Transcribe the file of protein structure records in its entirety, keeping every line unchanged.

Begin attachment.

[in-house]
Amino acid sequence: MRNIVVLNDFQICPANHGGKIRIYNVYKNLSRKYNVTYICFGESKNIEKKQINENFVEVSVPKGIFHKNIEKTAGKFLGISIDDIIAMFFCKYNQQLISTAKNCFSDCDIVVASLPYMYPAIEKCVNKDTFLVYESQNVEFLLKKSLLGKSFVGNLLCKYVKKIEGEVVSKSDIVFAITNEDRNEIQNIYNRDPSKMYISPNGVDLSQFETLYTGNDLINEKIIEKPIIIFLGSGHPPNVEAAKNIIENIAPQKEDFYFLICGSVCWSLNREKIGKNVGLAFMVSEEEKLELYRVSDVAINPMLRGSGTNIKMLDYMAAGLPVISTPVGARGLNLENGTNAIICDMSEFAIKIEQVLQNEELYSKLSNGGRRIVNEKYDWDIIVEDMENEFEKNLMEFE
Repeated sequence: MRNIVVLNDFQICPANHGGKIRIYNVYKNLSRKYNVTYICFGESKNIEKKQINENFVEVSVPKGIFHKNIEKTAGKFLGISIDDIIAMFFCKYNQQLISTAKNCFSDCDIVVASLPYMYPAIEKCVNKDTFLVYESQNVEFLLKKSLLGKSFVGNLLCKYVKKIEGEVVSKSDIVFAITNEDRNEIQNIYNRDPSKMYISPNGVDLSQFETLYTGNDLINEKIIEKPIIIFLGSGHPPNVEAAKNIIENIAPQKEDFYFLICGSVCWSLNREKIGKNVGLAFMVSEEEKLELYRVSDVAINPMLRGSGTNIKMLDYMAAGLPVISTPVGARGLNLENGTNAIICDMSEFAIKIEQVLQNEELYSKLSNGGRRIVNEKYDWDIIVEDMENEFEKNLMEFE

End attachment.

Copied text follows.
[in-house]
Amino acid sequence: MRNIVVLNDFQICPANHGGKIRIYNVYKNLSRKYNVTYICFGESKNIEKKQINENFVEVSVPKGIFHKNIEKTAGKFLGISIDDIIAMFFCKYNQQLISTAKNCFSDCDIVVASLPYMYPAIEKCVNKDTFLVYESQNVEFLLKKSLLGKSFVGNLLCKYVKKIEGEVVSKSDIVFAITNEDRNEIQNIYNRDPSKMYISPNGVDLSQFETLYTGNDLINEKIIEKPIIIFLGSGHPPNVEAAKNIIENIAPQKEDFYFLICGSVCWSLNREKIGKNVGLAFMVSEEEKLELYRVSDVAINPMLRGSGTNIKMLDYMAAGLPVISTPVGARGLNLENGTNAIICDMSEFAIKIEQVLQNEELYSKLSNGGRRIVNEKYDWDIIVEDMENEFEKNLMEFE
Repeated sequence: MRNIVVLNDFQICPANHGGKIRIYNVYKNLSRKYNVTYICFGESKNIEKKQINENFVEVSVPKGIFHKNIEKTAGKFLGISIDDIIAMFFCKYNQQLISTAKNCFSDCDIVVASLPYMYPAIEKCVNKDTFLVYESQNVEFLLKKSLLGKSFVGNLLCKYVKKIEGEVVSKSDIVFAITNEDRNEIQNIYNRDPSKMYISPNGVDLSQFETLYTGNDLINEKIIEKPIIIFLGSGHPPNVEAAKNIIENIAPQKEDFYFLICGSVCWSLNREKIGKNVGLAFMVSEEEKLELYRVSDVAINPMLRGSGTNIKMLDYMAAGLPVISTPVGARGLNLENGTNAIICDMSEFAIKIEQVLQNEELYSKLSNGGRRIVNEKYDWDIIVEDMENEFEKNLMEFE